Why Volatility Shouldn’t Scare You Out of the Stock Market
Business + Economy

Why Volatility Shouldn’t Scare You Out of the Stock Market


As the markets continue their late-year roller-coaster ride, investors are starting to make portfolio moves — and that could end up costing them in the long term.

Nearly three-quarters of investors expect the market swings to continue in 2016, according to a new Wells Fargo/Gallup survey, with 16 percent expecting high volatility. Among those who expect volatility, 44 percent are getting in touch with their financial advisors, 30 percent plan to buy stocks at low prices and 15 percent are selling to protect against losses.

Related: Don’t Look Back in Anger — 10 Market Milestones of 2015

For small investors, however, trying to time the market is rarely a winning strategy. A J.P. Morgan Chase analysis looked at the 10-year period from 1995 to 2015 and found that six of the 10 best market days occurred within 10 weeks of the 10 worst days. Investors who sold and sat out during those periods of volatility would have missed out on profits those days.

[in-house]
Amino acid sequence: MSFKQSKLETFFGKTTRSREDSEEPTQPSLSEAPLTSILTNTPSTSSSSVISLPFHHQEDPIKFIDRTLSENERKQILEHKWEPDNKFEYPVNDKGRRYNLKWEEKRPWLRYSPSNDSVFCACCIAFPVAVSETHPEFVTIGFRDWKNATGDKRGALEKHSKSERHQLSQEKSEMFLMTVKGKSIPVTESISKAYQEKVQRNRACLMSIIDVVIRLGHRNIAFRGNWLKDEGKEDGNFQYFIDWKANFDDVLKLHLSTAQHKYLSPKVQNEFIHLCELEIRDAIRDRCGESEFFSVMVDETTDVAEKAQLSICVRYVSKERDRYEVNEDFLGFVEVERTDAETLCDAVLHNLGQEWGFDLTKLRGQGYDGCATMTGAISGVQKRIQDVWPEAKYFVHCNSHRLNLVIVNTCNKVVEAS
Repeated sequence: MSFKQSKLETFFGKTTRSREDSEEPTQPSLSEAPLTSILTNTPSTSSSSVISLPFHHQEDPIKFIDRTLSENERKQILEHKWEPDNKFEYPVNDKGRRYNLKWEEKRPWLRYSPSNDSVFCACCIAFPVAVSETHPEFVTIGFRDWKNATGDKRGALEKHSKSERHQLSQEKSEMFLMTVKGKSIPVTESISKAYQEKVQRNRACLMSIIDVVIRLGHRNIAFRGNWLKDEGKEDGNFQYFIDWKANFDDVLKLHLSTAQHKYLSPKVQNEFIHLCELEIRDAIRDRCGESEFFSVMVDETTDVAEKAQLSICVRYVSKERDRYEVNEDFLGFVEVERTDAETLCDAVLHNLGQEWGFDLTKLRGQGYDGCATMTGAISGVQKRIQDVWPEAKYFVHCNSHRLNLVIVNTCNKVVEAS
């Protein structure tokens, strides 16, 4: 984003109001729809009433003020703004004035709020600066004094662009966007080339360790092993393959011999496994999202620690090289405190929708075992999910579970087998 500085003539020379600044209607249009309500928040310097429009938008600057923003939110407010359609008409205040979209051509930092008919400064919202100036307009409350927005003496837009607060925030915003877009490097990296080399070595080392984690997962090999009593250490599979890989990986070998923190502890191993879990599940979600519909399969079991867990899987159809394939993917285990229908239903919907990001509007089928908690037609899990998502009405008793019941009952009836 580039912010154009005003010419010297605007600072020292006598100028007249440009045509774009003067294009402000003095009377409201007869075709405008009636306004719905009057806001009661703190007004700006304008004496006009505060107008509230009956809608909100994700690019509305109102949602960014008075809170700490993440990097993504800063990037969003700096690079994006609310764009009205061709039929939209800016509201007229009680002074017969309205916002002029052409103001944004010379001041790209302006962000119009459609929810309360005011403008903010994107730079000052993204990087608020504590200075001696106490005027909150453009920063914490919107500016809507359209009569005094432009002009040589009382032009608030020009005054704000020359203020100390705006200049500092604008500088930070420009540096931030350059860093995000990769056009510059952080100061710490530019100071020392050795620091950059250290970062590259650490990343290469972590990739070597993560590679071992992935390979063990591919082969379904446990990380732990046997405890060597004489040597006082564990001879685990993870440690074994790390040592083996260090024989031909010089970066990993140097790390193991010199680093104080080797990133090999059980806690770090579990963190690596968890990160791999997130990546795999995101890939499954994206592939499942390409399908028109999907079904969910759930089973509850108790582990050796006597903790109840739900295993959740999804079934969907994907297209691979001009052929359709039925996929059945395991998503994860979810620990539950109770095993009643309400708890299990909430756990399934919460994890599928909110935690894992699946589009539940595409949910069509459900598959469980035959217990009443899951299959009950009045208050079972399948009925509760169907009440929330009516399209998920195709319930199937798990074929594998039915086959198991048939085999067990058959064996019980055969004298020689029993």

An investor who kept $10,000 fully invested during that period would have $65,453 after the 10-year period, while one who missed the 10 best days would have about half that. Ouch.

Riding out the rough patches isn’t easy, of course, but having a plan in place can at least help you sleep easier. “The market could be in for a bumpy ride, which is why it’s as important as ever for investors to have a strong financial plan that keeps them on track with their goals and risk tolerance,” Wells Fargo Advisors director of advice Zar Toolan said in a statement.

More than half of investors surveyed claim to have a moderate risk tolerance, meaning that they worry “only a little” about a 5 percent to 10 percent market downturn. A quarter of investors claims a high risk tolerance and don’t worry at all, and 18 percent report having little or no risk tolerance.

Nearly three-quarters of those surveyed said that their portfolio matched their risk tolerance — a good sign that the churn in the markets won’t induce similar churn in their stomachs.

Financial advisors generally recommend creating a portfolio asset mix that matches your risk tolerance and then maintaining that investment strategy during times of volatility. Some also suggest that the ups and downs of the market can present good opportunities, so it’s worth mapping out any portfolio changes you might want to make or discuss them with your advisor.